Judge Easterbrook and his colleagues on the U.S. Court of Appeals for the Seventh Circuit aren’t about to exercise jurisdiction over a civil action of interpleader merely on credit or promises to pay. The plaintiff has to pony up the goods.
7th Circuit Court of Appeals Creates Expansive Definition of “Referral” Under the Anti-Kickback Statute
On February 10, 2015, in United States v. Patel (Case No. 14-2607), the Seventh Circuit Court of Appeals ruled that a physician makes a “referral” within the meaning of the federal health care programs Anti-Kickback Statute (AKS) when the physician makes a certification and recertification for Medicare-reimbursed home health services even without playing any role in the patient’s selection of the provider.
When the court makes an evidentiary ruling off the record, it is required to enter on the record an explanation of the reasoning behind its decision.
Seventh Circuit Holds That EEOC Can Pursue Employers’ Other Businesses for Violations of Federal Employment Law by Dissolved Entities
In EEOC v. Northern Star Hospitality, Inc., No. 14-1660, 2015 WL 353997 (7th Cir. Jan. 29, 2015), the U.S. Court of Appeals for the Seventh Circuit held that companies under common ownership can be liable as successor entities to companies that are incapable of paying judgments in federal employment actions if there is continuity between the operations and workforce of the entity that is incapable of paying the judgment and another of the employer’s businesses.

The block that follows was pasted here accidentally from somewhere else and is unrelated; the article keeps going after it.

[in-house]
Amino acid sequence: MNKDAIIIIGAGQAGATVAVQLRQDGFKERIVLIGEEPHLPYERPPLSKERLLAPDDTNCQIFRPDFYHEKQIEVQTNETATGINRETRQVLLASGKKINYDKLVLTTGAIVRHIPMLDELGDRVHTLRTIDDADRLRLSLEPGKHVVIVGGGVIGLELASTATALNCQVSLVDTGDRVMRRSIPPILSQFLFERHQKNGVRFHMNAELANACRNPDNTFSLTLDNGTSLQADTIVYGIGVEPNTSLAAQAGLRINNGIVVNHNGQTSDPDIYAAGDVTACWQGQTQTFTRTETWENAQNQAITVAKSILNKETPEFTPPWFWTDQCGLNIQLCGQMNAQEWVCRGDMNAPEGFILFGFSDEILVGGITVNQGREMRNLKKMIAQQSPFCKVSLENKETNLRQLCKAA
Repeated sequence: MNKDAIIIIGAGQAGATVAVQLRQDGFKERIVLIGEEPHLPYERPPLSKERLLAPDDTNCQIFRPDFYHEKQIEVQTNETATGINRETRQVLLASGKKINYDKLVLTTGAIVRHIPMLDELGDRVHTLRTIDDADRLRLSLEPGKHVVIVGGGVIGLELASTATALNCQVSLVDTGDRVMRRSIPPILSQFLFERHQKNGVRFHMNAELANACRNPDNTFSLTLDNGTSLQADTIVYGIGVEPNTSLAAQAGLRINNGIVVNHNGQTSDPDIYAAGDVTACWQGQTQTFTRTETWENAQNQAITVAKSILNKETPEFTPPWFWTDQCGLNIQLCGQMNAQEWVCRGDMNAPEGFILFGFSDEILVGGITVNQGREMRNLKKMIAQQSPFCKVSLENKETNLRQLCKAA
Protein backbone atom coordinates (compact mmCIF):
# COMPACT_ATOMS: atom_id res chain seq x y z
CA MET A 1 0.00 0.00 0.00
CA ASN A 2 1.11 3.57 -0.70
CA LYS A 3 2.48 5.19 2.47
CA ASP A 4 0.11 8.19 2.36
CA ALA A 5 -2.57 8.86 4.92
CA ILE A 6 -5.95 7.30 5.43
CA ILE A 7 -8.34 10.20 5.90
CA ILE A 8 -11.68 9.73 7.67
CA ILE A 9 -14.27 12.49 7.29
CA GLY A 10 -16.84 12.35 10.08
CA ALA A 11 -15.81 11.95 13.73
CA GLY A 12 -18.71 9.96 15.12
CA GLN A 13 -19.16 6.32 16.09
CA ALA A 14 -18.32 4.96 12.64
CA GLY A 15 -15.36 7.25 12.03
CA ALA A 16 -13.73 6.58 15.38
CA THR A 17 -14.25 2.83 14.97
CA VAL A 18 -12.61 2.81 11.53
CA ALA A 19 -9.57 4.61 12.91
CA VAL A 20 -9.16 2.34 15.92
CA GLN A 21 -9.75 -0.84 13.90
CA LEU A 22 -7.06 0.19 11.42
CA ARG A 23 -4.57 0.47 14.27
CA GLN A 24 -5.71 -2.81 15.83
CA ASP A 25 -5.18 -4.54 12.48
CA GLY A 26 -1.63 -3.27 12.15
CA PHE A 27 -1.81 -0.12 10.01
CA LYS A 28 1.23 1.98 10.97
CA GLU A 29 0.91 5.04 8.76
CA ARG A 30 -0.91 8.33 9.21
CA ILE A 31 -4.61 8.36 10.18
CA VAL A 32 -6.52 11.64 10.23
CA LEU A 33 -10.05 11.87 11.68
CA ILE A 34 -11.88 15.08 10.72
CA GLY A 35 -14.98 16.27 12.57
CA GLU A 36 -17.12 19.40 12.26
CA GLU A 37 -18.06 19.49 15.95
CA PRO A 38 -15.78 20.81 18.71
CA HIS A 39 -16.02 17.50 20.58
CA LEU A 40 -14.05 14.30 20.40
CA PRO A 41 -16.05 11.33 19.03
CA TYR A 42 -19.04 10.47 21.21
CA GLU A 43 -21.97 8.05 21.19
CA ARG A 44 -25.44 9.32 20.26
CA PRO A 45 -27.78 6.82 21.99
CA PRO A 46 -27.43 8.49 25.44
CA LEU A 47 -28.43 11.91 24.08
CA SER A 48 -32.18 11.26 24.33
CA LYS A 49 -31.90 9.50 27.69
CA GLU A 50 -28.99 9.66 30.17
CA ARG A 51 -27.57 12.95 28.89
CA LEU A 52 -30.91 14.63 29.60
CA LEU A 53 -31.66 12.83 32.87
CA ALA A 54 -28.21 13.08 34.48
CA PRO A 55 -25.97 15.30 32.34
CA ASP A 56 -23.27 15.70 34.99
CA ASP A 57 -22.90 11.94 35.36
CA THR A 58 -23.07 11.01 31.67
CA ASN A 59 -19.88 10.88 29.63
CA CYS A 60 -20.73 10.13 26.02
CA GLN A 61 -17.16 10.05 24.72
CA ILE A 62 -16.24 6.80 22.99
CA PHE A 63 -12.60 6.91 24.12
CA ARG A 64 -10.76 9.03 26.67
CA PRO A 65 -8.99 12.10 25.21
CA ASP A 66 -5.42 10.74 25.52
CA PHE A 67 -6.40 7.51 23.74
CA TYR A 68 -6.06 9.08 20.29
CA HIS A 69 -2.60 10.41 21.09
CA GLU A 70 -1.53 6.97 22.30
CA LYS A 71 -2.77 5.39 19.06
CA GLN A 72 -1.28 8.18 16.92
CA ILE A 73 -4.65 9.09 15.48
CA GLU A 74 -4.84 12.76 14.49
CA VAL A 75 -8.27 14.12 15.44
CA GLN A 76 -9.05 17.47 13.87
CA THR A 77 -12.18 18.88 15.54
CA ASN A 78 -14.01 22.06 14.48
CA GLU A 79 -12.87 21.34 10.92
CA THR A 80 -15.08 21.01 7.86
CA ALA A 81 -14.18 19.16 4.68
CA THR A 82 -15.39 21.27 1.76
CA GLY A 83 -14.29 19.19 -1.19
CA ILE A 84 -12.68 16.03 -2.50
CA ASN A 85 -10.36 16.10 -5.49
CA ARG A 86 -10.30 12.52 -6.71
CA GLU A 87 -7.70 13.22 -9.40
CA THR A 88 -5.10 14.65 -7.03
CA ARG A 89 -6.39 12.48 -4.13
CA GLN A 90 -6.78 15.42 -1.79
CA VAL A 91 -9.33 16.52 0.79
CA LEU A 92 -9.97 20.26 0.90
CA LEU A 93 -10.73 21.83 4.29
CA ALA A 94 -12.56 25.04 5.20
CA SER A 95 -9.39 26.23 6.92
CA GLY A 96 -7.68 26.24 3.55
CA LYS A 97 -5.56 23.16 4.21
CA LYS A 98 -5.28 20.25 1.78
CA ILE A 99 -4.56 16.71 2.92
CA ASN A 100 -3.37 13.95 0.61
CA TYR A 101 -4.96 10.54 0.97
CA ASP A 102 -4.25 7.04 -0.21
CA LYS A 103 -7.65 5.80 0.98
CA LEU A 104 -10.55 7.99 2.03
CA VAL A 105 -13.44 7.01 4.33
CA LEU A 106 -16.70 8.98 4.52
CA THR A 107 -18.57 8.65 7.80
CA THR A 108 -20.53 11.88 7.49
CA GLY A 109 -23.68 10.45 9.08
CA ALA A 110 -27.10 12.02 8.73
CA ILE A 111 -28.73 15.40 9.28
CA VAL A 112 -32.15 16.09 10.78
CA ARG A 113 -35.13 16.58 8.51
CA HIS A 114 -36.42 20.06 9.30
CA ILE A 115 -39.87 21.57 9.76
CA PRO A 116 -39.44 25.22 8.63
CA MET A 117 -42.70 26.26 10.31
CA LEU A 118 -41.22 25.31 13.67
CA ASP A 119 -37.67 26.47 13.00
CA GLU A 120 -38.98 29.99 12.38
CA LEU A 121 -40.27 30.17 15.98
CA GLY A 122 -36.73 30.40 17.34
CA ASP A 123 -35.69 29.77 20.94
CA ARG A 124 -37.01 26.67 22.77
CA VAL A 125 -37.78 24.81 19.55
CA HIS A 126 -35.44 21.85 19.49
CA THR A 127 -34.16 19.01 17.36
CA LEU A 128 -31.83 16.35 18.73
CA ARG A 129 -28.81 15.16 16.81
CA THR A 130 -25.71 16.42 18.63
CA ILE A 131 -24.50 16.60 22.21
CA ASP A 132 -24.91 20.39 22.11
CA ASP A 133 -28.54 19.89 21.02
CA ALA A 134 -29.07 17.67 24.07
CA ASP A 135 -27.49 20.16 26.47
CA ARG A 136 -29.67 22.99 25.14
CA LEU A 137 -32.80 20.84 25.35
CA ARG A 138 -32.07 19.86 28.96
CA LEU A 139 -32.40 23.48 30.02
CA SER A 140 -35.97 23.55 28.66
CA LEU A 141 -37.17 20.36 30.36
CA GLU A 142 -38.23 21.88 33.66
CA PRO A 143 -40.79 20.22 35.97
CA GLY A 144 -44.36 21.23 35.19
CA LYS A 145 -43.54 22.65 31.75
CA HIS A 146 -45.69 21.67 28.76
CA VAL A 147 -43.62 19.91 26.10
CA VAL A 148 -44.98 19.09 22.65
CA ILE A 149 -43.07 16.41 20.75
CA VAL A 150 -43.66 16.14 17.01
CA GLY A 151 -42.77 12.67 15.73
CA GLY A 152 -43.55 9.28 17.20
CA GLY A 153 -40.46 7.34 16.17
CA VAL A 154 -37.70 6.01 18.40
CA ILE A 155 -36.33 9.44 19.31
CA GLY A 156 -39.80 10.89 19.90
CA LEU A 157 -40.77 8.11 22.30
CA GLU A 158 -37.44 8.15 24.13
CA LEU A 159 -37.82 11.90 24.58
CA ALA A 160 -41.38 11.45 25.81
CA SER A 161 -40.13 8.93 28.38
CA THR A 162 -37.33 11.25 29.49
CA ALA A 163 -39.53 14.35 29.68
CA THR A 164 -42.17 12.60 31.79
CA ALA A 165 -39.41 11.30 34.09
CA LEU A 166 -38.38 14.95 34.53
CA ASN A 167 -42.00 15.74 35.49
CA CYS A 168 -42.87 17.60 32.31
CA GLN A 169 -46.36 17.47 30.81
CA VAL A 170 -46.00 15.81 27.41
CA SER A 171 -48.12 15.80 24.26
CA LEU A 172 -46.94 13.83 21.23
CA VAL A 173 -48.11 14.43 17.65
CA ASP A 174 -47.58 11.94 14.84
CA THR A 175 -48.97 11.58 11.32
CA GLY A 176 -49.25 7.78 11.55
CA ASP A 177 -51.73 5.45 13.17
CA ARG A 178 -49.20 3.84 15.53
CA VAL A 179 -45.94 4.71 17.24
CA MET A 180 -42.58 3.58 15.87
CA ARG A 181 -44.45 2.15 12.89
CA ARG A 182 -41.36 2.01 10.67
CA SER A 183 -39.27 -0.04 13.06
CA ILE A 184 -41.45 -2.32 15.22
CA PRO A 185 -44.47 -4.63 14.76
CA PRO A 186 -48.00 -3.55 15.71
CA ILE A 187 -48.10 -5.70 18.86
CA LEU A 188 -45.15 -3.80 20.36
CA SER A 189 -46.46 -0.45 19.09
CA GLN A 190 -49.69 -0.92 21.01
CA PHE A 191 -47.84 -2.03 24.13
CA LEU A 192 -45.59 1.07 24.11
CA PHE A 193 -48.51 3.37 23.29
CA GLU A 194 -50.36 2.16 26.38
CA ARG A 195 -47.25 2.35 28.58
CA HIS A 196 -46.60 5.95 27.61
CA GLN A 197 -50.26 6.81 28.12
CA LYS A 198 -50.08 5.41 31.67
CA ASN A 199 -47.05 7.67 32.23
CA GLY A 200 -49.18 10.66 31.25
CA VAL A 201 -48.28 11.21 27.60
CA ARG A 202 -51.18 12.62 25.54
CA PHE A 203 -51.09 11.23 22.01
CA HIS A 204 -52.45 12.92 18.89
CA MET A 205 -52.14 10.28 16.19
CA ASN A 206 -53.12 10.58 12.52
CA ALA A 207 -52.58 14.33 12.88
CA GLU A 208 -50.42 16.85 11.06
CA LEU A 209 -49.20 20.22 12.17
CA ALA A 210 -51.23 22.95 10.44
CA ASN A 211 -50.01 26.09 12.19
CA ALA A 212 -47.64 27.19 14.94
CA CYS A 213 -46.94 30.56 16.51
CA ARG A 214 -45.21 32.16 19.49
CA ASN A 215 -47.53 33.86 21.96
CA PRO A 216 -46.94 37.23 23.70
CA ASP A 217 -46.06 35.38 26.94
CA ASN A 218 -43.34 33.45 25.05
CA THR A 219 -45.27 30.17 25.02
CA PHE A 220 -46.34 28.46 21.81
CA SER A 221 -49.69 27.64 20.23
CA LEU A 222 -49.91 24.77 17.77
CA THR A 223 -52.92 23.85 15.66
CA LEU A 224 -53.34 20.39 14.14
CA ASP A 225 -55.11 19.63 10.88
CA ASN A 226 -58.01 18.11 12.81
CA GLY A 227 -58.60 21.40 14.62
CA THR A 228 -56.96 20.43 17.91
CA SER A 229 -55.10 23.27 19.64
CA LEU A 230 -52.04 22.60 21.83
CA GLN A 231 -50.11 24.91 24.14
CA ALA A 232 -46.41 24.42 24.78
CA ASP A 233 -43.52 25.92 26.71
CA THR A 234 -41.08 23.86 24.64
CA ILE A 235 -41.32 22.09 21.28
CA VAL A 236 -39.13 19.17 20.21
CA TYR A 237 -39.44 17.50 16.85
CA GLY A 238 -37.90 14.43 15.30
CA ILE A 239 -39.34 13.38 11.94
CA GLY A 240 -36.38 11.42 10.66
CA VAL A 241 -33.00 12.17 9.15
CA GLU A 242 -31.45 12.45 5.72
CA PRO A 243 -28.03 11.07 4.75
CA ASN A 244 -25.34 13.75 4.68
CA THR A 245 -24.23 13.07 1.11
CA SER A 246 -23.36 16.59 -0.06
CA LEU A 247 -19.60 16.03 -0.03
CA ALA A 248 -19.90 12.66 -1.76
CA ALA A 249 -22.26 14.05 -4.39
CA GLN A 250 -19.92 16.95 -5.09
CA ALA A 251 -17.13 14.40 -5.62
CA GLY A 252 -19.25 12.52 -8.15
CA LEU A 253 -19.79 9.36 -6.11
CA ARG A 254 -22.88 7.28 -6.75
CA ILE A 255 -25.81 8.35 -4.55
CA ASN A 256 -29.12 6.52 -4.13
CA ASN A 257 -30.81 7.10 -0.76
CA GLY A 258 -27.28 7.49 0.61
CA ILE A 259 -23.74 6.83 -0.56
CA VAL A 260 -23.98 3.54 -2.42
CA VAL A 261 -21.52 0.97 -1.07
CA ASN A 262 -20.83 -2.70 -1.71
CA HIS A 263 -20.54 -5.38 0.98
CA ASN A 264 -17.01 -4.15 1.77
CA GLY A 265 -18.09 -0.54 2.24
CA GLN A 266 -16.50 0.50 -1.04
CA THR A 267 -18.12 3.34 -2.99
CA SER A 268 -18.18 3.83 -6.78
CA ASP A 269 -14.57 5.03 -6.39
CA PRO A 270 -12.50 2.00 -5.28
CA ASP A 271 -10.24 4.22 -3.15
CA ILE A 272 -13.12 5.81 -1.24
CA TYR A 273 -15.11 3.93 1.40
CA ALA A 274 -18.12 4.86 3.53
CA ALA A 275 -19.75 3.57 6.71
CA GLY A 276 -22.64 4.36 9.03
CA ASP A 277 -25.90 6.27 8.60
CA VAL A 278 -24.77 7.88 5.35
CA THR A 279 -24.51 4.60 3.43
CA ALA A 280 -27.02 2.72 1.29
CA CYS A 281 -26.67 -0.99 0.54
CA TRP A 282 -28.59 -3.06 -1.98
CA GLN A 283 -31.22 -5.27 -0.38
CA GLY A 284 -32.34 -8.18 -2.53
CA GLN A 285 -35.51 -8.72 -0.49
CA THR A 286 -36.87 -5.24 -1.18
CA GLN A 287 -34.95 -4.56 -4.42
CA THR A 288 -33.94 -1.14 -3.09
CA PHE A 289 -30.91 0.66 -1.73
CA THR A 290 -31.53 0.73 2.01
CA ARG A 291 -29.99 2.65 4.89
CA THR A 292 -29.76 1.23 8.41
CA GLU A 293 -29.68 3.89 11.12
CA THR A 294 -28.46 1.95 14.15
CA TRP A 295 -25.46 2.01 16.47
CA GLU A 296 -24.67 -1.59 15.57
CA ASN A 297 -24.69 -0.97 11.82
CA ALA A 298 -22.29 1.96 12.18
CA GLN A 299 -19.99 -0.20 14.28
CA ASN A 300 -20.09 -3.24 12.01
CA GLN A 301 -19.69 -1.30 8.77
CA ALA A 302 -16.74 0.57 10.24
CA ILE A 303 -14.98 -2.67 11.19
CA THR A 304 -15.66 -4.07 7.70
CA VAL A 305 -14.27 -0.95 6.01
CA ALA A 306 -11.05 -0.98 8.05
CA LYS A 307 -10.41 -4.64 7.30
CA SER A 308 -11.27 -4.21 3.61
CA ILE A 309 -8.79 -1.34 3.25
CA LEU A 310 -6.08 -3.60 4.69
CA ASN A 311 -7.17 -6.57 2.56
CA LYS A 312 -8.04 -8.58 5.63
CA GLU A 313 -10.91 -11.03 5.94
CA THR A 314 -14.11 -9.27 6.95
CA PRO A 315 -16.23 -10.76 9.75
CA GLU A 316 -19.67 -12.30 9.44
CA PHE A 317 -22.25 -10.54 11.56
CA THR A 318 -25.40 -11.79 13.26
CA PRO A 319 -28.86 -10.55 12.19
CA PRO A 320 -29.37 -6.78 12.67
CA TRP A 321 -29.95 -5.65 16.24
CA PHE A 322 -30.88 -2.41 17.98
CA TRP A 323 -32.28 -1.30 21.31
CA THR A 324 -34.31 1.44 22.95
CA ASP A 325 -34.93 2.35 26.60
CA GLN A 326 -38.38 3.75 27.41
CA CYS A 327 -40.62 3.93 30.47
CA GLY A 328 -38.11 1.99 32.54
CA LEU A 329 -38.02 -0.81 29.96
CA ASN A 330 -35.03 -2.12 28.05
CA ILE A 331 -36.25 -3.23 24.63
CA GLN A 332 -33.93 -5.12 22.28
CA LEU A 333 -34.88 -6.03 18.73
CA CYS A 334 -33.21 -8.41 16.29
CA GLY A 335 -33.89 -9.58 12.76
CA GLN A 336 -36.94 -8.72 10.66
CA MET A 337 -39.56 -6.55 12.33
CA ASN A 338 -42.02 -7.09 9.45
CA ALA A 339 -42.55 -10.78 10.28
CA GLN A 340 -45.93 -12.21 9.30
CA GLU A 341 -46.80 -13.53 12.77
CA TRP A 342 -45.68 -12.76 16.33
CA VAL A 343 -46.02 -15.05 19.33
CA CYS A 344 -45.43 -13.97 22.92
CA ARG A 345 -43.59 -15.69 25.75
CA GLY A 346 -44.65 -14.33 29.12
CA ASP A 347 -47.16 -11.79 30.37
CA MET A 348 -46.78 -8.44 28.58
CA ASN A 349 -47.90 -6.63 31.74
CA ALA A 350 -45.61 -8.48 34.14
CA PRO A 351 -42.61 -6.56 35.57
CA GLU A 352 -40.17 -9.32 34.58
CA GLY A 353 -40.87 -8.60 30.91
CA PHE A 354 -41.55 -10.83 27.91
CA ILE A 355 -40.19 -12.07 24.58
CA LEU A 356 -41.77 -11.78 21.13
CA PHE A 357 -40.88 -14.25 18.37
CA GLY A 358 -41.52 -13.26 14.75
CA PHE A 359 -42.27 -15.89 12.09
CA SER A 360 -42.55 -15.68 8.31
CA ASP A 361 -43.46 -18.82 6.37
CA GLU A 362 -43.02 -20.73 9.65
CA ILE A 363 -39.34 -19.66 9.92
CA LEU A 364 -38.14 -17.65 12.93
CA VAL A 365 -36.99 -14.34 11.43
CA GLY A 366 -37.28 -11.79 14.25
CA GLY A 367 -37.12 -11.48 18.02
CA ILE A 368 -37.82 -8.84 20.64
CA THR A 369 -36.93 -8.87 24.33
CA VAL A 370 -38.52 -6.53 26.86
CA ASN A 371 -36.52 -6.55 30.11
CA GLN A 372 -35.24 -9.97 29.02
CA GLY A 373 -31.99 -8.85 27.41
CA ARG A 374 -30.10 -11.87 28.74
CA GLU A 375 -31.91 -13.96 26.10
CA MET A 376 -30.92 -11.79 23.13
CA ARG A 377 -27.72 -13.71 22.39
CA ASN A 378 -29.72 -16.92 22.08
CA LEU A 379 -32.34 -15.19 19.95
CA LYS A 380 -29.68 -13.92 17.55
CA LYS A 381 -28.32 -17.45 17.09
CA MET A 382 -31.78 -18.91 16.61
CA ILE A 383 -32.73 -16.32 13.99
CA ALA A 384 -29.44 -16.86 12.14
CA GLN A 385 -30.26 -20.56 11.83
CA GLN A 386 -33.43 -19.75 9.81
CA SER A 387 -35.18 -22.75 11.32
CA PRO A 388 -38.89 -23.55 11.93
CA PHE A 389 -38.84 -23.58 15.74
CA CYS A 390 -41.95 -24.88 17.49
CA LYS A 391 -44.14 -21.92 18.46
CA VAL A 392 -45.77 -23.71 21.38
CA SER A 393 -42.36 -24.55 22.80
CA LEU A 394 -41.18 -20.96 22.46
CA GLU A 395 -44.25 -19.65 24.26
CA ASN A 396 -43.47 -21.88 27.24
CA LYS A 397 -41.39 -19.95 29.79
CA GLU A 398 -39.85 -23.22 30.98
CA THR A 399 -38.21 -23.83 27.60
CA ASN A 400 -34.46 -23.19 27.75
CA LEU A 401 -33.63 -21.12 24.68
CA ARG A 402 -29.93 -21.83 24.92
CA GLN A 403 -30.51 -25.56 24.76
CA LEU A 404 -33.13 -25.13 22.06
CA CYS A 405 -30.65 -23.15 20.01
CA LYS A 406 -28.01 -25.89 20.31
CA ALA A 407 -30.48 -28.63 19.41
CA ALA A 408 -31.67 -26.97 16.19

The Seventh Circuit’s docket appears to be rife with cases involving little errors that turn out to have not-so-little effects.
On January 12, the Seventh Circuit Court of Appeals refused Motorola Mobility LLC’s petition for a rehearing en banc of its price-fixing claims against foreign manufacturers of liquid crystal display (LCD) panels. Motorola Mobility LLC v. AU Optronics Corp., et al., case number 14-8003.
The Seventh Circuit Interprets Wisconsin Exemption Law On College Savings Accounts and Retirement Annuities, but Did It Have Jurisdiction?
In re Bronk (Cirilli v. Bronk), No. 13-1123 (7th Cir. Jan. 5, 2015), resolved a couple of “questions of first impression,” slip op. at 1, under Wisconsin’s exemption statute in a case where a bankruptcy trustee sought to upset a debtor’s pre-filing “exemption planning.”
For years United Airlines has asked its customers to “Fly the Friendly Skies,” but a dispute with one of its frequent flyers turned decidedly unfriendly and became the subject of a recent case before the Seventh Circuit in Lagen v. United Continental Holdings, Inc., No. 14-1375 (7th Cir. Dec. 22, 2014).
International arbitration can be tricky, and it’s not often that the Seventh Circuit has an opportunity to analyze the grounds for its jurisdiction in this area.
Seventh Circuit Chides Plaintiffs’ Lawyers for Selling Out Class Members, Shedding “Crocodile Tears” in Class Action Settlement
In most settlement negotiations, it is taken for granted that the parties’ self-interest will lead them to advocate aggressively for their positions and against their opponents. After all, every dollar that the plaintiff obtains is one more dollar that the defendant must give up.